Why is poetry often figurative?
Good writing must show the audience what the author is trying to say rather than merely telling. In prose writing such as short stories, novels, narrative essays, and other writings, the author frequently has time to "show" the audience by using vivid language and strong words. Poetry is sometimes much shorter. It is also frequently restricted by a particular format, rhyme scheme, meter, and etc. Thus figurative language enables and author to pack a more powerful punch into a smaller amount of wording. Consider the following:
The harsh words of the father wounded the young daughters confidence, and she soon found tears pouring down her face despite her best efforts to remain stoic.
If this were prose it would work.
For poetry you might write it like this:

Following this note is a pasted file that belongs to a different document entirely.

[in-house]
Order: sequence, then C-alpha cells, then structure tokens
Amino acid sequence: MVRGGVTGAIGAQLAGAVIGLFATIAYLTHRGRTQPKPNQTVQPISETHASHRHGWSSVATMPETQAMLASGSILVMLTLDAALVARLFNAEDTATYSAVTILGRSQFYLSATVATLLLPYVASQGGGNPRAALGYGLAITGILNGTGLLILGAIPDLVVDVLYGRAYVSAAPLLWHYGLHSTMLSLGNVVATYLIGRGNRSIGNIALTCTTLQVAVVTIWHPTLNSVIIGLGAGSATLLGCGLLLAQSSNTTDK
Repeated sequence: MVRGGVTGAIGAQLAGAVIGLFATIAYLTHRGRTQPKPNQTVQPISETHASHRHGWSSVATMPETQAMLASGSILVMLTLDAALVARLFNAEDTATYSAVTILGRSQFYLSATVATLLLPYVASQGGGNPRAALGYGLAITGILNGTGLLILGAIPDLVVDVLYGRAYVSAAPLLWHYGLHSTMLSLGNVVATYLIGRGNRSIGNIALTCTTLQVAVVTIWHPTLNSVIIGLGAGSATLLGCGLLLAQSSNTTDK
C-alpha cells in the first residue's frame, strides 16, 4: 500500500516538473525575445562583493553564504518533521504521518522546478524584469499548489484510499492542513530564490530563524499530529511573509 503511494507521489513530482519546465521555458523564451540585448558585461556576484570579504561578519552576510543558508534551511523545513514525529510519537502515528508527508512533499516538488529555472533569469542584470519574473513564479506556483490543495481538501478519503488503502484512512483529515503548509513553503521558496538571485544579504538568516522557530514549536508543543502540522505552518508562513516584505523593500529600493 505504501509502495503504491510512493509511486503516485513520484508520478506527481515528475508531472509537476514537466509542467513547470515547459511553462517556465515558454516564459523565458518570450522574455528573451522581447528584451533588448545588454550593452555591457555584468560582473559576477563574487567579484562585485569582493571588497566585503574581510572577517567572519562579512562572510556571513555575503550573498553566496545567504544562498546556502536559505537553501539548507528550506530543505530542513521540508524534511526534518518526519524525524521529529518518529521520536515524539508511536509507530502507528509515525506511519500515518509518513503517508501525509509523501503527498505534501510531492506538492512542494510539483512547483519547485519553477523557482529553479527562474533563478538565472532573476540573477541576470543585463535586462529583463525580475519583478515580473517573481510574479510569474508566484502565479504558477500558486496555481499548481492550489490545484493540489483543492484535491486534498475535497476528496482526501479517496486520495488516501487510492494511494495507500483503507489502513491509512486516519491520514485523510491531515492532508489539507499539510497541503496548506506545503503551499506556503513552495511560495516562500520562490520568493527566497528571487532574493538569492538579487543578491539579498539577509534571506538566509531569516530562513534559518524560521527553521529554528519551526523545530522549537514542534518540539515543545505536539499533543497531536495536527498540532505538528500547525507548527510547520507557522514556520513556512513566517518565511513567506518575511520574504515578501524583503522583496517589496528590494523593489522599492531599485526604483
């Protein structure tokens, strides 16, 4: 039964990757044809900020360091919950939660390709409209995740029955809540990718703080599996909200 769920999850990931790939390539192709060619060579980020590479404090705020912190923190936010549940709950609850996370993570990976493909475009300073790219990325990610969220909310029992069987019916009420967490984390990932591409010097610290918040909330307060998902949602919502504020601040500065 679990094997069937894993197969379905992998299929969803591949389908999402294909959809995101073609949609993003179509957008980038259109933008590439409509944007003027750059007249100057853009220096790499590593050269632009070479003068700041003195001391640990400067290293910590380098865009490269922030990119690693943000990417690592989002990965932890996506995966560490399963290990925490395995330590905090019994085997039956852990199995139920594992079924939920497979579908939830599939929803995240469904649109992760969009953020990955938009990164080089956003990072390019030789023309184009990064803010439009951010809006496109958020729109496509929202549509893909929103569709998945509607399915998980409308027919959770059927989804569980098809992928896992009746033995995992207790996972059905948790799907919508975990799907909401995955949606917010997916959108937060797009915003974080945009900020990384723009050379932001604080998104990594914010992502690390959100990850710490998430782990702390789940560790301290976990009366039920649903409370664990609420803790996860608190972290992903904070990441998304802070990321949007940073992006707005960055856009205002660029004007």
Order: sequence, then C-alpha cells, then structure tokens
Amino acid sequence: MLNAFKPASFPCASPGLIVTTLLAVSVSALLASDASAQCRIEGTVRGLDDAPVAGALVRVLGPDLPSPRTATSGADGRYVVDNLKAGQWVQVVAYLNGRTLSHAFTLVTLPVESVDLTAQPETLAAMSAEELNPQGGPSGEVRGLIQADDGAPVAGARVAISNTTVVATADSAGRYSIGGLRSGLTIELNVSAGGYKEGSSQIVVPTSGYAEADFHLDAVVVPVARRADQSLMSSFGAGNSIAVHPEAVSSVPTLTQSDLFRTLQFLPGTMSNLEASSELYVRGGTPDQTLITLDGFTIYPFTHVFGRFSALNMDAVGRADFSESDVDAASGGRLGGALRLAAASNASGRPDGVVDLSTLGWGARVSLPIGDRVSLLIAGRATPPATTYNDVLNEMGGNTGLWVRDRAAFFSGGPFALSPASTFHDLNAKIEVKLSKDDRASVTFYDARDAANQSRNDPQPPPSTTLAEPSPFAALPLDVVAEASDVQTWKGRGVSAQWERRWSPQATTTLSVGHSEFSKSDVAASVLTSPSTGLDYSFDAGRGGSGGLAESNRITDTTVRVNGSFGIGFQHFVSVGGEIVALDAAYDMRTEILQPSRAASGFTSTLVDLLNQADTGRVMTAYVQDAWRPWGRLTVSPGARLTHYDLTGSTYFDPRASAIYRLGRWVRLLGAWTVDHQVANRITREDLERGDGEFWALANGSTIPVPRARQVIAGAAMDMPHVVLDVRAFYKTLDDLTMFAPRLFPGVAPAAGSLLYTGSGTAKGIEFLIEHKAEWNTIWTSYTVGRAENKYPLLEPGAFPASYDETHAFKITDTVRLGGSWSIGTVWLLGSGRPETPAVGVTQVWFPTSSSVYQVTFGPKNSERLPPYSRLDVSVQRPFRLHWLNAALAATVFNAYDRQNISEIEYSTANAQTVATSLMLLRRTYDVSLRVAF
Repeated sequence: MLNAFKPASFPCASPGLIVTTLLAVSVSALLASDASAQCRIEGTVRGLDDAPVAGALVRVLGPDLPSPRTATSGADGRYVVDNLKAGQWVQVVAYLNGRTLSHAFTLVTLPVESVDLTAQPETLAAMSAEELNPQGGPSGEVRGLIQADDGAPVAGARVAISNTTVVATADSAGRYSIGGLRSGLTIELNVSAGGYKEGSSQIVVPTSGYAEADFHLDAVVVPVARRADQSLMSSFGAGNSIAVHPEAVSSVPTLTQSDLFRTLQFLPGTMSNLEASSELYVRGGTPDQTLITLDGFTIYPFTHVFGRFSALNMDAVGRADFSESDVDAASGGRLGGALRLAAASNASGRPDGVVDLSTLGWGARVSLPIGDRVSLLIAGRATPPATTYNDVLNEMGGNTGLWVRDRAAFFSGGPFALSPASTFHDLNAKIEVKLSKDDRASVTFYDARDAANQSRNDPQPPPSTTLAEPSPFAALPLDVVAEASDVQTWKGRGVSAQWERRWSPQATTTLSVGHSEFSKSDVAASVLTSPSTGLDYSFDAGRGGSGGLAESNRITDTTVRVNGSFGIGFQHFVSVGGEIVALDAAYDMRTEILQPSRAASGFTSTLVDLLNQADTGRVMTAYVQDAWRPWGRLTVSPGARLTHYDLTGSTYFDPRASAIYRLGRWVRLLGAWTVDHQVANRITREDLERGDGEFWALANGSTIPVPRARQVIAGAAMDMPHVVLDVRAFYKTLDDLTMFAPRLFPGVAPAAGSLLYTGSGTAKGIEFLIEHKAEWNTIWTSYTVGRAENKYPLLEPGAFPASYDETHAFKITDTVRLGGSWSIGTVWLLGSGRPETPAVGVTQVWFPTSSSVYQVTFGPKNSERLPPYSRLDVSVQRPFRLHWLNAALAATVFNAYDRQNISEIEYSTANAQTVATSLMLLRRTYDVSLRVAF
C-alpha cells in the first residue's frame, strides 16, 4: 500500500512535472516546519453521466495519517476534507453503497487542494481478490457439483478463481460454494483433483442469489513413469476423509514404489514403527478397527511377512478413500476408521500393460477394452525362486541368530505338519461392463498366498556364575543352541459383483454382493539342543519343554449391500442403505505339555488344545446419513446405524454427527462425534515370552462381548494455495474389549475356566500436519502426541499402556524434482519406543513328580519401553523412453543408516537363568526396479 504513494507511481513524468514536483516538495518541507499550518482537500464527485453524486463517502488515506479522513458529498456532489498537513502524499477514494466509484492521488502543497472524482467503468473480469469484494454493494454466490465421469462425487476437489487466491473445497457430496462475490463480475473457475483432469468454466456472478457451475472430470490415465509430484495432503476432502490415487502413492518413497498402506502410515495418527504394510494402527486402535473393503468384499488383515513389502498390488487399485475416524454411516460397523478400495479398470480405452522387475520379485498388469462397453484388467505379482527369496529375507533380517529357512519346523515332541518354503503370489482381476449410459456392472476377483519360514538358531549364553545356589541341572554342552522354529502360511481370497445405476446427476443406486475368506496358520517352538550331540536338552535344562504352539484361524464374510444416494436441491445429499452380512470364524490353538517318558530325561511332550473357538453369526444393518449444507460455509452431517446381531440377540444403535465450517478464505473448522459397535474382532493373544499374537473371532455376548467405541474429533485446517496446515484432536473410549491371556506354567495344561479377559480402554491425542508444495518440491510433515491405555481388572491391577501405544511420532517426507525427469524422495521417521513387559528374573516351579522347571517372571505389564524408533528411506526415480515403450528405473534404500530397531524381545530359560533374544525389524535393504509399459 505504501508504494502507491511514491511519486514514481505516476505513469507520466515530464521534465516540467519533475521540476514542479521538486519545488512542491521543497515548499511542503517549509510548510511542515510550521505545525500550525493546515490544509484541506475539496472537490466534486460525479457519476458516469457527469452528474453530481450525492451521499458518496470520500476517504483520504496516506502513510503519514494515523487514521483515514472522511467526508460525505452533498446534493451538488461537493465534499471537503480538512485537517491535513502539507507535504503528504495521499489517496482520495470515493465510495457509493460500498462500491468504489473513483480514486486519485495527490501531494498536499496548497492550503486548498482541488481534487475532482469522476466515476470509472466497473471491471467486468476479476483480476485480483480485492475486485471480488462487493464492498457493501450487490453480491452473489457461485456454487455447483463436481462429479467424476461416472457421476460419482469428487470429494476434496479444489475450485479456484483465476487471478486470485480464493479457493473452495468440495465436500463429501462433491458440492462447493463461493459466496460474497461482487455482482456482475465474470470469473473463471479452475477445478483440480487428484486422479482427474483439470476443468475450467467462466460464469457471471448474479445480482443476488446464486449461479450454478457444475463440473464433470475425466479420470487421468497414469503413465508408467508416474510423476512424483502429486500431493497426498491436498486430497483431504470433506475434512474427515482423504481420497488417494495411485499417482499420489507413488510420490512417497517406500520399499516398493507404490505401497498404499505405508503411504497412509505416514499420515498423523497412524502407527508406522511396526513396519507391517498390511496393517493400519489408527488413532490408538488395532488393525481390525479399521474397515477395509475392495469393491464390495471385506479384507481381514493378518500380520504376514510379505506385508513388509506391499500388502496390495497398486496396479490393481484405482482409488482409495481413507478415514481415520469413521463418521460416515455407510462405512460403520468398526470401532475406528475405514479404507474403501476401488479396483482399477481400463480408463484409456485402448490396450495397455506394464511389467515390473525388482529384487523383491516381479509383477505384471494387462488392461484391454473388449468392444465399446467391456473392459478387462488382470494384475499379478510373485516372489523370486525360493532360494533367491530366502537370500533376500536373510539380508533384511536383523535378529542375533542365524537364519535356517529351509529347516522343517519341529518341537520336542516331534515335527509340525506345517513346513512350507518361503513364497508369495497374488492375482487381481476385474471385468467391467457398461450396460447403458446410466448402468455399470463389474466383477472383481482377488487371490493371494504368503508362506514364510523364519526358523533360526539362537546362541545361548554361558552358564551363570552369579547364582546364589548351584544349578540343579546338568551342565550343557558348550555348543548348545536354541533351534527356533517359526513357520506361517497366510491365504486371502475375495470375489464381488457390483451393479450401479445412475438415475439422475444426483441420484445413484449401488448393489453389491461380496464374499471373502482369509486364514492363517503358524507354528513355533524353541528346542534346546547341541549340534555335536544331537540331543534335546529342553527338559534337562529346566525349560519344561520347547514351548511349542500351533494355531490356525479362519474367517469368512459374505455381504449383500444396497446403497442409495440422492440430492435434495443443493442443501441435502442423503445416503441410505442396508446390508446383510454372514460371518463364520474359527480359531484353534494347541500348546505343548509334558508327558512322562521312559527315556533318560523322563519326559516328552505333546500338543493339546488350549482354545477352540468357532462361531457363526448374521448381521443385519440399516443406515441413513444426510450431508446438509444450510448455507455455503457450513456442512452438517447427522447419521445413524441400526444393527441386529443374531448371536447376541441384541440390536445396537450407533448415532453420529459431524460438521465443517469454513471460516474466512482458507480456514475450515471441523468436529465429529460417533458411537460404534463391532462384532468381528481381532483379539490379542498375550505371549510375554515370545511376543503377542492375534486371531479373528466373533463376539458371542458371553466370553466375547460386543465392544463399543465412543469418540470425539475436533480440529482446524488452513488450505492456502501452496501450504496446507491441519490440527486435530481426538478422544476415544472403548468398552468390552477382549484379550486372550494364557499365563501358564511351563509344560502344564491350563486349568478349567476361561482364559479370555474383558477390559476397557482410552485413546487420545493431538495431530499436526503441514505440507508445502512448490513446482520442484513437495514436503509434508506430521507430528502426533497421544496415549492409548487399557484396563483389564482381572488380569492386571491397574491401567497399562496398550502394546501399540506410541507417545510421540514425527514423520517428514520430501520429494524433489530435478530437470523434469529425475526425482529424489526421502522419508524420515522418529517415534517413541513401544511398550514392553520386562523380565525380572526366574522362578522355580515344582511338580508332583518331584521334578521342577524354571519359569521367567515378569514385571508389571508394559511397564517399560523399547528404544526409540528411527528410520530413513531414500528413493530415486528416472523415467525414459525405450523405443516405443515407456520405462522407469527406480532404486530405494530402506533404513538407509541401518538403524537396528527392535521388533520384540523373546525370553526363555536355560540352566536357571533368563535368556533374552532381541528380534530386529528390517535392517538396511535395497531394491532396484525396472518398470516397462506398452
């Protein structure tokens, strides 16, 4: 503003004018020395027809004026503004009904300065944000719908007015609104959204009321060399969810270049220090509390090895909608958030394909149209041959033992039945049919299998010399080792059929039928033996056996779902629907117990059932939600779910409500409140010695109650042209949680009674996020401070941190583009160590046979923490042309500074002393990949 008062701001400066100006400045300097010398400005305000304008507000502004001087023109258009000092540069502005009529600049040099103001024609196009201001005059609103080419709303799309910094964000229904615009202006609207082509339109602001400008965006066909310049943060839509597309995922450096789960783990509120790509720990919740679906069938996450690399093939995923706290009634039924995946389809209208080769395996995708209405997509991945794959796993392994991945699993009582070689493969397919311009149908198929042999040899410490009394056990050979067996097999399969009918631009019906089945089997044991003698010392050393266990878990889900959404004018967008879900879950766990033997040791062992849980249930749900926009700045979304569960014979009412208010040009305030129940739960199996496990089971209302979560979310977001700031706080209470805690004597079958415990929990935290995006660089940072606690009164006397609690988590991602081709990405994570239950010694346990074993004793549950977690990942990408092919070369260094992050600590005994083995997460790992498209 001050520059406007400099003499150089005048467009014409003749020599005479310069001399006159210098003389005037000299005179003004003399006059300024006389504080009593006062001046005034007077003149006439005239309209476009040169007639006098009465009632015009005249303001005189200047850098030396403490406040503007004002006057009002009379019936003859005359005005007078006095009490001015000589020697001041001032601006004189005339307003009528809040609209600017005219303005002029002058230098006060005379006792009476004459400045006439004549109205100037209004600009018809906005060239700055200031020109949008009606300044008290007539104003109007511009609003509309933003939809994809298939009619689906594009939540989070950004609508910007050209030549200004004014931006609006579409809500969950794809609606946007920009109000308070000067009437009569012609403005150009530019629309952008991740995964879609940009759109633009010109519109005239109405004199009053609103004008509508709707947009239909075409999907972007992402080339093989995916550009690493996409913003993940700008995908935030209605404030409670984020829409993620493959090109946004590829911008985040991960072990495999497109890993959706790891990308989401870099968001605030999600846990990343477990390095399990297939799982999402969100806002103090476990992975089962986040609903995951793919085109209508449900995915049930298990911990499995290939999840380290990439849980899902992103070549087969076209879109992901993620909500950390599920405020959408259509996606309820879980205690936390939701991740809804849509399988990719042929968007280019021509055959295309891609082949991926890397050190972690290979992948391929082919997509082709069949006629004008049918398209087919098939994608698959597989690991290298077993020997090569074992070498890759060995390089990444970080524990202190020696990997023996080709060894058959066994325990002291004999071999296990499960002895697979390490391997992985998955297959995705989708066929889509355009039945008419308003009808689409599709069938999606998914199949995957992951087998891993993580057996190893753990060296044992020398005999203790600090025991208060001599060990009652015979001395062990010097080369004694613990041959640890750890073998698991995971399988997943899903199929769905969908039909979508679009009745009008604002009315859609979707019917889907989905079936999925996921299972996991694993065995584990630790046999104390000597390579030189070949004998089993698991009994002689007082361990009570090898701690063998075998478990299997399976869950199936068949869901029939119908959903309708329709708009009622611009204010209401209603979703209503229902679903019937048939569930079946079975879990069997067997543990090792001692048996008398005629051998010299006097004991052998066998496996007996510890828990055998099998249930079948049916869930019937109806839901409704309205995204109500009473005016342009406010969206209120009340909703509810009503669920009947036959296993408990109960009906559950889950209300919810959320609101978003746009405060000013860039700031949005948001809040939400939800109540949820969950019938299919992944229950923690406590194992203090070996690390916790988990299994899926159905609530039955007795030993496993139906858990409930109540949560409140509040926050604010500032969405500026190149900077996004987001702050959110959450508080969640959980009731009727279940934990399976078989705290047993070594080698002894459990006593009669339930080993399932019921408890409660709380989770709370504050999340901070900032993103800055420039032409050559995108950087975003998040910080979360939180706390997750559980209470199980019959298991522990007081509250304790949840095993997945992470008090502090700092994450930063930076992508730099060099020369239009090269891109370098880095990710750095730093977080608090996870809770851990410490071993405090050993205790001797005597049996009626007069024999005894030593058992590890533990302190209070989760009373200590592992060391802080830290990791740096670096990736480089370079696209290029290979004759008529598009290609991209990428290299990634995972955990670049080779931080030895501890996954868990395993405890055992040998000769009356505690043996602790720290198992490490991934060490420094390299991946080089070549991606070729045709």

The lashing of her fathers words
ripped at her confidence
and opened a hole in her soul
Poetry appeals to the heart as prose appeals to the mind. The poet uses figures of speech to extend the literal sense of a word so that it affects the emotions and feelings of the reader. Most often, poetry expresses a personal concern or a serious observation which must be given due care and attention. If these things are overtly expressed, they won't have the desired effect on a reader. A critical response from the reader can be elicited only when he is subjected to deep contemplation through the use of figurative language.